How do you replace oil pump shaft seal and o-ring seal ? 1999 Camry 2.2 liter engine, auto transmission Am replacing timing belt and water pump. Do you have to remove the oil pan and the oil pump from the engine in order to replace the oil pump shaft seal and o-ring seal? I have removed the pulley from the oil pump shaft without removing the oil pump from the engine. The engine is supported with a jack under the oil pan in order to remove the right front engine mount. If the oil pump has to be removed from the engine, how can I support the engine? Temporarily replace the right engine mount? I don't have an engine hoist. Thanks
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1999 Toyota Camry Question: replacing oil pump shaft seal and o-ring seal
Answer #1Pvt-Public December 29, 2010, 06:40Master
Go to www.toyotanation.com they discuss everything Toyota and have some really knowledgeable folks. The other thing is to get a FSM (factory service manual) the folks of toyota nation can help you with that too.
Answer #2plysobey February 13, 2014, 11:36Rookie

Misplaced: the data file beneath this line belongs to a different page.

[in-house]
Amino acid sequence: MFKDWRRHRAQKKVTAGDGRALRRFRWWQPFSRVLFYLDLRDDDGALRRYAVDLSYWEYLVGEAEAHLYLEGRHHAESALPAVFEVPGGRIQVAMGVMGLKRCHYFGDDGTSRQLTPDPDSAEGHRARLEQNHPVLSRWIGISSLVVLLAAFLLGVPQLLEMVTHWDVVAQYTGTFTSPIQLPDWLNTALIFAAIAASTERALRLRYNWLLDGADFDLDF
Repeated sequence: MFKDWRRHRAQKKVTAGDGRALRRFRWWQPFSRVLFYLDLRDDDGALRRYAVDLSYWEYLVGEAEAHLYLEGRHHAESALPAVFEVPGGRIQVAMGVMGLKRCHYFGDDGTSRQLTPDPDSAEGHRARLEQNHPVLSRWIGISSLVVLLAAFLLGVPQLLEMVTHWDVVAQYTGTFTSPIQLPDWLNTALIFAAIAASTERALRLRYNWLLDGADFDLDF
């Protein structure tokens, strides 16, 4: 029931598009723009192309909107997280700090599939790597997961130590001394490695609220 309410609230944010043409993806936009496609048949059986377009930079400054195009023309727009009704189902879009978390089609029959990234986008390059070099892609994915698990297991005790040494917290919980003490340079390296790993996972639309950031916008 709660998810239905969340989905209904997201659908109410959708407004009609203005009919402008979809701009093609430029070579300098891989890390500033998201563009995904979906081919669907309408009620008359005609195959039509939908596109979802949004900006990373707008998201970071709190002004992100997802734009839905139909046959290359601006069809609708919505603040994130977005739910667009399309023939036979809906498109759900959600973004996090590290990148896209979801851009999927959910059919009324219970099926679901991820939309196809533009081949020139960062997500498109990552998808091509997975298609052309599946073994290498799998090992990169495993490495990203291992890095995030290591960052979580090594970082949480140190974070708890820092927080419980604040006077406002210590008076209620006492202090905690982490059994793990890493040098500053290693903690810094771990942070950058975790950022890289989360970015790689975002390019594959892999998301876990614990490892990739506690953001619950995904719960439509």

You can do the oil pump gasket without taking off the top half of the timing belt cover or disturbing the timing of the camshaft. You need to take off the alternator belt by loosening the alternator adjusting bolt and swinging it down but if the adjuster screw is frozen just take out the through bolt and leave the adjuster setting alone. Loosen the power steering adjustment screw and pull down on the belt to swing the pump down to remove the belt. Remove the harmonic balancer using a strap wrench or pulley belt wrench to hold the crankshaft from turning. The balancer should come right off the crankshaft. Remove the three bolts from the lower timing belt cover and the 10mm bolt below the alternator that goes through both the top and bottom timing belt covers. You can then remove the lower timing belt cover by prying and wiggling it free but some of the retaining sleeves may be rusted and need a little wd40 and jostling to get the cover free. Mark the position of the timing belt with respect to the crankshaft using whiteout or paint but remove the guide washer first from the crankshaft. You can then remove the lower idler/guide pulley and slide the timing belt off of the oil pump and swing it towards the front of the car and out of the way of the oil pump. Remove the seven 10mm bolts securing the oil pump cover and remember the locations of the two shorter bolts for proper reinstallation. Carefully use a screwdriver to free the oil pump cover from the oil pump body and remove all of the old o-ring gasket. You can change the oil pump seal at your workbench but I didn't change mine because the nut on the oil pump shaft is on pretty tight and I didn't want to chance mangling the belt sprocket using a vise to hold it from turning. Chances are that the o-ring is the real culprit of your major oil leak. When reinstalling the o-ring gasket I used some quality rtv silicone lightly rubbed on the o-ring to hold it in the proper channel on the oil pump body when putting the oil pump cover back on. Do not overtighten the 10mm bolts on the oil pump housing so you don't crack the aluminum oil pump cover or the housing. Reinstall the timing belt on the crankshaft and the oil pump and then replace the idler pulley and check that your timing belt marks match up. Replacing the lower timing belt cover is a little challenging but can be done with patience. The top of the lower cover slides in under the bottom edge of the top timing belt cover and you can see if you have the proper positioning by looking down from above in the engine compartment. Use a long screwdriver or tire iron to lever the power steering pump back into position with the belt installed and also get the alternator back into position using a temporary bolt threaded into the alternator from the left side and a long screwdriver as a lever to get the proper positioning for the adjuster through bolt to be reinstalled. I hope this helps with your project.